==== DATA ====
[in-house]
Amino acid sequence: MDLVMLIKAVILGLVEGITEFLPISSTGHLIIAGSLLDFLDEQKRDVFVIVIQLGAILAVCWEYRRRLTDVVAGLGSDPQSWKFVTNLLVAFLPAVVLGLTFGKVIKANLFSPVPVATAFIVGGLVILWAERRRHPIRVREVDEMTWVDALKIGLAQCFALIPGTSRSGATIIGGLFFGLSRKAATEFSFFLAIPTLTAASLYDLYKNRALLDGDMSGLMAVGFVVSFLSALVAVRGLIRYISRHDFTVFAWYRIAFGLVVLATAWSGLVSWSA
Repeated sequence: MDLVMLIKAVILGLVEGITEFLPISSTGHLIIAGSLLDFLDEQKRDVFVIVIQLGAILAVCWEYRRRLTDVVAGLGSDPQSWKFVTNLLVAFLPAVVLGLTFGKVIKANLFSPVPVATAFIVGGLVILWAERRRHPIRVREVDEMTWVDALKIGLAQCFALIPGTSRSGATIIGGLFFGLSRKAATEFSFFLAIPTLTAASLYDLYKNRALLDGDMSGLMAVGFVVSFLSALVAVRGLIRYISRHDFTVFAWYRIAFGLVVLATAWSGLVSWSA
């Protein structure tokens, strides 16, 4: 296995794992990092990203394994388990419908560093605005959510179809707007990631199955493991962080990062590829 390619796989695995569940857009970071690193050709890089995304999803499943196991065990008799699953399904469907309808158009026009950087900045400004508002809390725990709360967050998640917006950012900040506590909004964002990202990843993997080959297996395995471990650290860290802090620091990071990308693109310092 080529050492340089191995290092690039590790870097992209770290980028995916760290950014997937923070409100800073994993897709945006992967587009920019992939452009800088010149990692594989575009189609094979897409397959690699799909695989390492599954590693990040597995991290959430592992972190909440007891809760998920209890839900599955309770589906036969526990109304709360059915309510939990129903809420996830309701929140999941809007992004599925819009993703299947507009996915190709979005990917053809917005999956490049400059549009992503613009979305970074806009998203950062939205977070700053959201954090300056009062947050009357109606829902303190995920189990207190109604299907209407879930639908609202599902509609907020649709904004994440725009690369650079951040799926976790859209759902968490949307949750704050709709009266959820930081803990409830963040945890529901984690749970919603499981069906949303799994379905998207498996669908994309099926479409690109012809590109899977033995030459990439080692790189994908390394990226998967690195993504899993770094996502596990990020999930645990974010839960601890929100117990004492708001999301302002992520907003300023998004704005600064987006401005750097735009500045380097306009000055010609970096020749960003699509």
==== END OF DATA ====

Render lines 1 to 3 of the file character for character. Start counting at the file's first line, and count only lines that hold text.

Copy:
[in-house]
Amino acid sequence: MDLVMLIKAVILGLVEGITEFLPISSTGHLIIAGSLLDFLDEQKRDVFVIVIQLGAILAVCWEYRRRLTDVVAGLGSDPQSWKFVTNLLVAFLPAVVLGLTFGKVIKANLFSPVPVATAFIVGGLVILWAERRRHPIRVREVDEMTWVDALKIGLAQCFALIPGTSRSGATIIGGLFFGLSRKAATEFSFFLAIPTLTAASLYDLYKNRALLDGDMSGLMAVGFVVSFLSALVAVRGLIRYISRHDFTVFAWYRIAFGLVVLATAWSGLVSWSA
Repeated sequence: MDLVMLIKAVILGLVEGITEFLPISSTGHLIIAGSLLDFLDEQKRDVFVIVIQLGAILAVCWEYRRRLTDVVAGLGSDPQSWKFVTNLLVAFLPAVVLGLTFGKVIKANLFSPVPVATAFIVGGLVILWAERRRHPIRVREVDEMTWVDALKIGLAQCFALIPGTSRSGATIIGGLFFGLSRKAATEFSFFLAIPTLTAASLYDLYKNRALLDGDMSGLMAVGFVVSFLSALVAVRGLIRYISRHDFTVFAWYRIAFGLVVLATAWSGLVSWSA